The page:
Bryan Danielson talks match with Kenny Omega, ‘thank you’ note to WWE, Kofi Kingston

AEW's Bryan Danielson covers a multitude of topics in his latest media interview

Photo Courtesy: All Elite Wrestling

Bryan Danielson covers a handful of topics in his latest media interview.

This coming Wednesday, All Elite Wrestling is presenting their Dynamite program from Philadelphia, Pennsylvania. Bryan Danielson will be in action on the show as he teams with Jungle Boy, Luchasaurus and Christian Cage to take on The Elite (Kenny Omega, Adam Cole & The Young Bucks).

To promote the event, Danielson chatted with ABC6 in Philadelphia and explained that one of the things that drew him to AEW is the company focusing on the wrestling first. He feels that at times, one can find more wrestling on an episode of Dynamite than they can on a three hour Raw or a Raw and SmackDown episode combined.

This is one of the things that drew me to AEW; AEW is like a wrestling-first company. It’s a wrestling company for wrestling fans so if you’re a wrestling fan — and sometimes WWE is more just based on general entertainment. They wanna reach as many casual viewers as possible, where I think AEW is like, ‘Hey, if you love wrestling, here’s this’ but also, even if you’re not a wrestling fan, we’re putting on wrestling and the wrestling itself is gonna bring you in, you know what I mean? And I think that’s one of the really unique things about AEW. If you were to do a comparison of the two by just watching the shows, you’ll see that there’s a lot more wrestling in two hours of Dynamite than there is even in a three hour Raw and sometimes, there’s more wrestling on an AEW Dynamite show than there is on Raw and SmackDown combined. So that’s one of the things that drew me to it because as a fan, I mean when I was in high school, everybody loved The Rock and Steve Austin. They were my least favorite people because all they did was talk so I like the wrestler wrestlers.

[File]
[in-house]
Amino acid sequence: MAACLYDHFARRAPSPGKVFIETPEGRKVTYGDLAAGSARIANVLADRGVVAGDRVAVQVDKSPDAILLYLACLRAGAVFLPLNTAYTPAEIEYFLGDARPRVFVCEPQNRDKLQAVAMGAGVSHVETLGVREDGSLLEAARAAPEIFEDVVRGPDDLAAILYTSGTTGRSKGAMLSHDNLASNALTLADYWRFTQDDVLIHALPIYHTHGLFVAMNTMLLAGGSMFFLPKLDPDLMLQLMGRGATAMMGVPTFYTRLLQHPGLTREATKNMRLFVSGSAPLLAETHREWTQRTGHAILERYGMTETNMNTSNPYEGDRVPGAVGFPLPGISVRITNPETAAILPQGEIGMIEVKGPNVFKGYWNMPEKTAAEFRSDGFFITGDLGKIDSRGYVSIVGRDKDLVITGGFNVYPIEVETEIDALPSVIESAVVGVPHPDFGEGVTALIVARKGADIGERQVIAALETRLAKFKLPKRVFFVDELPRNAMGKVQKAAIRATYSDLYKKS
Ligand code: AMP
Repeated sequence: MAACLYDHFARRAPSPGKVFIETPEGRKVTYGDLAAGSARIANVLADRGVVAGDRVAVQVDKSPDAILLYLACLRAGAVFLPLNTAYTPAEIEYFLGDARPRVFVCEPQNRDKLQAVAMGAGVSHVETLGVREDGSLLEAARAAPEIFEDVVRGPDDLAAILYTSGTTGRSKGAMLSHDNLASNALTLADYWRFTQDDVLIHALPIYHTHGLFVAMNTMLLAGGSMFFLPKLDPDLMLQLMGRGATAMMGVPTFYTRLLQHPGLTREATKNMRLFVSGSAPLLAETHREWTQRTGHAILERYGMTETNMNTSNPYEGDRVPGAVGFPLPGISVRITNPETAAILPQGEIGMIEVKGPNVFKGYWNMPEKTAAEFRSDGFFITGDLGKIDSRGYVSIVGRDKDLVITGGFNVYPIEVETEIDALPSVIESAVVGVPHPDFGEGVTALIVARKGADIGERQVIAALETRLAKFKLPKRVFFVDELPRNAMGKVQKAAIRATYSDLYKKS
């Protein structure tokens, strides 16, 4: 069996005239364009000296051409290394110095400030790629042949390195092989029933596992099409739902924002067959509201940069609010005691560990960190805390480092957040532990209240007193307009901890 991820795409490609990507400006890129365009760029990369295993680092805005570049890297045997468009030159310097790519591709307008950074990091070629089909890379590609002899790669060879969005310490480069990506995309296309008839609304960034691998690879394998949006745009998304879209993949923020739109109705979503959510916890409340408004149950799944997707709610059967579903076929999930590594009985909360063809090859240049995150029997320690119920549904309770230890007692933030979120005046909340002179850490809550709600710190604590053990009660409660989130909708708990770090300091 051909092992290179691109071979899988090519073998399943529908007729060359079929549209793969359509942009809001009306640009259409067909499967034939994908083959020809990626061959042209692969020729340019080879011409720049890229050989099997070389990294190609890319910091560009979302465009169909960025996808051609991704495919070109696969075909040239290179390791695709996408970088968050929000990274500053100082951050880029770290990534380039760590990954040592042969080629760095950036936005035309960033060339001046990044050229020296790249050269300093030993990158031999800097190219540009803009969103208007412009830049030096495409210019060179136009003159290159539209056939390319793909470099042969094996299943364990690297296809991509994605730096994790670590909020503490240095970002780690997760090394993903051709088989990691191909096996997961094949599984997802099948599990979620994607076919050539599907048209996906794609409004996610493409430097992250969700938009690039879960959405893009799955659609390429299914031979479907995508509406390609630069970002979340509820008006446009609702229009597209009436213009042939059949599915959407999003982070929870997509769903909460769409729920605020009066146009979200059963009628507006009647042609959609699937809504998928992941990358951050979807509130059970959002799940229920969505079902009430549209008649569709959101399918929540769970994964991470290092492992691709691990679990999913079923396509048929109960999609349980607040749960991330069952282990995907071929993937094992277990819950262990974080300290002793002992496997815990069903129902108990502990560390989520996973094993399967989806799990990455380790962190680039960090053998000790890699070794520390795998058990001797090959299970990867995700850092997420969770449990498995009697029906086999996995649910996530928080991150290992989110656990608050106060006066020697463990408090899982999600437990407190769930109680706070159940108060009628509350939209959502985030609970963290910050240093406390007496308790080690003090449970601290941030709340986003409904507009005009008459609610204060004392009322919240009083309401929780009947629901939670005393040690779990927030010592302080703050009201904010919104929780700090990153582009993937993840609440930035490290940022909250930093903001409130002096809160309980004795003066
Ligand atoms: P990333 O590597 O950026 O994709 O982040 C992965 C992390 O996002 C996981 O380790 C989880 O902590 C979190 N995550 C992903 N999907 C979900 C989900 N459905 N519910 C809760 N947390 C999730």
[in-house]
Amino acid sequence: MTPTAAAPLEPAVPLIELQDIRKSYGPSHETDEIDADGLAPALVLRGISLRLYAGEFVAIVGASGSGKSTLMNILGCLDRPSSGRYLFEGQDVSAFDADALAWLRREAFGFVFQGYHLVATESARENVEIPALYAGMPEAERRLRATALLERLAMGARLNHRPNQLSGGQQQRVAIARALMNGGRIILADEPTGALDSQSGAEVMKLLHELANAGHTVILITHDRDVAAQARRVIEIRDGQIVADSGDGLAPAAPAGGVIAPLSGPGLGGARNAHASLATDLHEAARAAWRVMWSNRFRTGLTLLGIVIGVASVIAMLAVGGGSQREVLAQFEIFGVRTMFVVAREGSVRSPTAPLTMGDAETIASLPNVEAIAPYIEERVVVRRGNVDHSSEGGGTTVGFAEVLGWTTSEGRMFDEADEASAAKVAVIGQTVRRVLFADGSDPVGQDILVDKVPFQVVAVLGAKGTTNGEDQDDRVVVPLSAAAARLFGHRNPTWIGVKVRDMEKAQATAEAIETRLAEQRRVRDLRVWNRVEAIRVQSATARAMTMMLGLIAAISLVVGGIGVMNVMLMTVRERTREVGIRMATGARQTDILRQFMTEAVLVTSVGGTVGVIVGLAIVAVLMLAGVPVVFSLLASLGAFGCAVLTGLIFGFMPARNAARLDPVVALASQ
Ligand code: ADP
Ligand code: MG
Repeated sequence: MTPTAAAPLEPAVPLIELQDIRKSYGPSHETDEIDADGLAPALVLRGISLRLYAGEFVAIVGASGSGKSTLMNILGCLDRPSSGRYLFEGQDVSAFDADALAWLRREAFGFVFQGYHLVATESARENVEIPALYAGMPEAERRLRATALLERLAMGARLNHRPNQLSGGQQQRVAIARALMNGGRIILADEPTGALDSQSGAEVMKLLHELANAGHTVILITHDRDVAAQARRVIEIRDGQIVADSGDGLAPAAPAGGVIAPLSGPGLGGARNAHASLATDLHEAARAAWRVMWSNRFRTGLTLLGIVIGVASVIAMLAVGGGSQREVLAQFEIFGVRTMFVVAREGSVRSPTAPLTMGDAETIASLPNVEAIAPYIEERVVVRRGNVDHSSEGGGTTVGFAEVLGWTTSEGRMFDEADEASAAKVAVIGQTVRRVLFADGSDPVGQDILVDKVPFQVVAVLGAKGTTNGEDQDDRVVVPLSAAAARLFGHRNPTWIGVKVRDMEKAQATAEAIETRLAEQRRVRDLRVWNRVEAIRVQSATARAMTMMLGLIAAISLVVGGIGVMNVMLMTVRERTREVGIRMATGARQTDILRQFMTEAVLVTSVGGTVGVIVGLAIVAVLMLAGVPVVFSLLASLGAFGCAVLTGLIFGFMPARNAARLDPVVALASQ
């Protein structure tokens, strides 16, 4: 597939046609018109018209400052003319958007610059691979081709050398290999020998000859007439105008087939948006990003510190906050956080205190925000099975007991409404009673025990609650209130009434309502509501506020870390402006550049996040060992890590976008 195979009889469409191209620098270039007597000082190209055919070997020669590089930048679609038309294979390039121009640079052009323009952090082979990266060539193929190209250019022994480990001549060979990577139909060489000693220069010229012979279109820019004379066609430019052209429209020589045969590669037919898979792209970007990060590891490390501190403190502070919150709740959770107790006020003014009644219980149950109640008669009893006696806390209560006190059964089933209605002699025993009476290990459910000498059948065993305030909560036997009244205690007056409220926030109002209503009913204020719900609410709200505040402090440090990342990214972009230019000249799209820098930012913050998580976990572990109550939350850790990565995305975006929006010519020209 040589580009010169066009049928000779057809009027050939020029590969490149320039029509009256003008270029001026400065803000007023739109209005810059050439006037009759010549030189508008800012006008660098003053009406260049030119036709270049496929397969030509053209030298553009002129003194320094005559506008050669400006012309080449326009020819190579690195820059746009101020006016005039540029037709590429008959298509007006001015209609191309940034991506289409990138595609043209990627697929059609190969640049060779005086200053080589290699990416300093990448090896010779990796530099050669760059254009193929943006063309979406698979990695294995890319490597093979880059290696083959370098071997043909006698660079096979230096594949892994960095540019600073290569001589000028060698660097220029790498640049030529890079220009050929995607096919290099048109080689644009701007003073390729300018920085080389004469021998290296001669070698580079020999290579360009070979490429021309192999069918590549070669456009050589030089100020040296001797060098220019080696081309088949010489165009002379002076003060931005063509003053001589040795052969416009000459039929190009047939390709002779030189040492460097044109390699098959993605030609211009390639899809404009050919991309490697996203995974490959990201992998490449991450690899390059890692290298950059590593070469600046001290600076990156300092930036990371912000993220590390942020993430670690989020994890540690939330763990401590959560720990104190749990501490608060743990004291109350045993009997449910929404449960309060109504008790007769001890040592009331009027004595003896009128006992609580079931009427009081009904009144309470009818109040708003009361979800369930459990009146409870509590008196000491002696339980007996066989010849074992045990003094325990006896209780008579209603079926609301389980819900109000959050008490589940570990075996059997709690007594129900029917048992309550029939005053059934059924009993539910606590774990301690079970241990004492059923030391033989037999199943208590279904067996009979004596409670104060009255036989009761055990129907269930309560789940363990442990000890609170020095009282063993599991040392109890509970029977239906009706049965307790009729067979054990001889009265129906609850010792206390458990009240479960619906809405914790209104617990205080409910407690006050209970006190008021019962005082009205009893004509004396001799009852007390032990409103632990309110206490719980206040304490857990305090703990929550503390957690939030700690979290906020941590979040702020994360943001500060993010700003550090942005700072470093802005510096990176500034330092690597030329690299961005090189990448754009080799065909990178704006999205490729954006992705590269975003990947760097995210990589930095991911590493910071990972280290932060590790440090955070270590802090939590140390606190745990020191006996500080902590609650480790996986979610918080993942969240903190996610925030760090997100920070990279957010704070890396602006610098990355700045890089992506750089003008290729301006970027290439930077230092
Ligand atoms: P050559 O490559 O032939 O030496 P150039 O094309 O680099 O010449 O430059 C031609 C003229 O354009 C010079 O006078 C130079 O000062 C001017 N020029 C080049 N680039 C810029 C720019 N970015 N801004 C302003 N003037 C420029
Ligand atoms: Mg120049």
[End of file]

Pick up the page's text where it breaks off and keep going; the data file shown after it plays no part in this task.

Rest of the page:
At Dynamite Grand Slam in Arthur Ashe Stadium, Danielson and AEW World Champion Kenny Omega kicked off the show. Before the two locked up, they received a standing ovation from the crowd. Bryan said that feels like his favorite experience in a match and the only match he can recall that compares is his match against Kofi Kingston at WrestleMania 35, although Bryan feels the match with Omega may have topped that.

So, one of the things that I think it — as I’m out there a lot of times and the crowd is going crazy and that [Danielson vs. Omega] was a very specific — I think — when you look back on favorite matches, it’s hard because there’s a recency bias but it feels like my favorite experience in a match. My favorite experience before might’ve been wrestling Kofi Kingston at WrestleMania. But I think that may have topped it. But one of the things that I think in these moments where fans are just super into something is that how lucky I am to be doing this thing that I love with this incredible reaction because — I haven’t talked to CM Punk about it in years, but CM Punk and I wrestled each other. I think it was like in 2004 or 2005 at this little promotion in Florida in front of 75 people and we wrestled for like 45 [minutes], right? So we’re out there in front of so few people and it’s so quiet and you can hear — you can just hear the people. The guys weren’t even talking, they weren’t even booing us. It’s a guy sitting in the front row, chatting to his friend and just goes, ‘These guys aren’t very good are they?’ The guy’s like, ‘No, not really.’ It’s not even booing. They’re just talking to each other but we can hear it. That’s such a deflating experience as opposed to having this experience where fans are just excited to see you tie up. So yeah. Gratitude is what it feels like.

Prior to the match at Dynamite Grand Slam, Bryan penned a letter for The Player’s Tribune and he thanked WWE for his time there, showed appreciation to his former colleagues and those alike who helped shape his decade-plus in WWE. He said there was a point where he received hate messages on social media because he opted to leave WWE. He understands to a certain degree because some may feel that he left them, which is why he penned the letter.

He also commented on his stretch as a member of the WWE creative team and how he enjoyed chatted with WWE writer Ryan Callahan.